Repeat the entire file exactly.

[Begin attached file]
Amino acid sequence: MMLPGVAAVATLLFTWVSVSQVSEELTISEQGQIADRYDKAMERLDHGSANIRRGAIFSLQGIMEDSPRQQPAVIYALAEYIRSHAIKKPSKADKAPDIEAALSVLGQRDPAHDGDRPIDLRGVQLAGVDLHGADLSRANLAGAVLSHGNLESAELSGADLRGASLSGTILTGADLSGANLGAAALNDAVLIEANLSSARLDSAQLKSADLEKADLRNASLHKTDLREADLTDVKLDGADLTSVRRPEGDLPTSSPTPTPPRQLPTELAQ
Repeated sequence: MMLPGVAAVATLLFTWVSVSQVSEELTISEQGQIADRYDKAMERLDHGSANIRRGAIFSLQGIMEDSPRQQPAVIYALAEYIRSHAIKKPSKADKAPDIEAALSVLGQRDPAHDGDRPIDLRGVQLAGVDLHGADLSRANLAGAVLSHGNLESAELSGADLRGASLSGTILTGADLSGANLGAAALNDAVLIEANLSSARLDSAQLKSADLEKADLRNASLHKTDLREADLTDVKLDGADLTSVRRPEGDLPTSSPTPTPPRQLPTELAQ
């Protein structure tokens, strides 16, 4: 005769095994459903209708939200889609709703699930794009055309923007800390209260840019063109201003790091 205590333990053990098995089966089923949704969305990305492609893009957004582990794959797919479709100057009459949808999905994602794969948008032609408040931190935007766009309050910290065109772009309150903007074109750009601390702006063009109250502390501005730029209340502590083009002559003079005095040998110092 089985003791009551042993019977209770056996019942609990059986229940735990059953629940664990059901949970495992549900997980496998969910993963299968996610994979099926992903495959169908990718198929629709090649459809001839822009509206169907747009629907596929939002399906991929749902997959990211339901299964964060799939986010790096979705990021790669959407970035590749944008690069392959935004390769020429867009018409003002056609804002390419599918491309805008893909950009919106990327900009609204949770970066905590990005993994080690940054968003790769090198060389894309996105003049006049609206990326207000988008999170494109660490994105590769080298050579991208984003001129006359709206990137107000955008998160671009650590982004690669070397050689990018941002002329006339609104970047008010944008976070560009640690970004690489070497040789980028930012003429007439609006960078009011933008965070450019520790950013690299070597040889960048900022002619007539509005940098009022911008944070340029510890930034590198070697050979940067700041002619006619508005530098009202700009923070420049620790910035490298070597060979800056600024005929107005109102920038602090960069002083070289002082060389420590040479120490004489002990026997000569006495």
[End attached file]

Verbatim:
Amino acid sequence: MMLPGVAAVATLLFTWVSVSQVSEELTISEQGQIADRYDKAMERLDHGSANIRRGAIFSLQGIMEDSPRQQPAVIYALAEYIRSHAIKKPSKADKAPDIEAALSVLGQRDPAHDGDRPIDLRGVQLAGVDLHGADLSRANLAGAVLSHGNLESAELSGADLRGASLSGTILTGADLSGANLGAAALNDAVLIEANLSSARLDSAQLKSADLEKADLRNASLHKTDLREADLTDVKLDGADLTSVRRPEGDLPTSSPTPTPPRQLPTELAQ
Repeated sequence: MMLPGVAAVATLLFTWVSVSQVSEELTISEQGQIADRYDKAMERLDHGSANIRRGAIFSLQGIMEDSPRQQPAVIYALAEYIRSHAIKKPSKADKAPDIEAALSVLGQRDPAHDGDRPIDLRGVQLAGVDLHGADLSRANLAGAVLSHGNLESAELSGADLRGASLSGTILTGADLSGANLGAAALNDAVLIEANLSSARLDSAQLKSADLEKADLRNASLHKTDLREADLTDVKLDGADLTSVRRPEGDLPTSSPTPTPPRQLPTELAQ
């Protein structure tokens, strides 16, 4: 005769095994459903209708939200889609709703699930794009055309923007800390209260840019063109201003790091 205590333990053990098995089966089923949704969305990305492609893009957004582990794959797919479709100057009459949808999905994602794969948008032609408040931190935007766009309050910290065109772009309150903007074109750009601390702006063009109250502390501005730029209340502590083009002559003079005095040998110092 089985003791009551042993019977209770056996019942609990059986229940735990059953629940664990059901949970495992549900997980496998969910993963299968996610994979099926992903495959169908990718198929629709090649459809001839822009509206169907747009629907596929939002399906991929749902997959990211339901299964964060799939986010790096979705990021790669959407970035590749944008690069392959935004390769020429867009018409003002056609804002390419599918491309805008893909950009919106990327900009609204949770970066905590990005993994080690940054968003790769090198060389894309996105003049006049609206990326207000988008999170494109660490994105590769080298050579991208984003001129006359709206990137107000955008998160671009650590982004690669070397050689990018941002002329006339609104970047008010944008976070560009640690970004690489070497040789980028930012003429007439609006960078009011933008965070450019520790950013690299070597040889960048900022002619007539509005940098009022911008944070340029510890930034590198070697050979940067700041002619006619508005530098009202700009923070420049620790910035490298070597060979800056600024005929107005109102920038602090960069002083070289002082060389420590040479120490004489002990026997000569006495």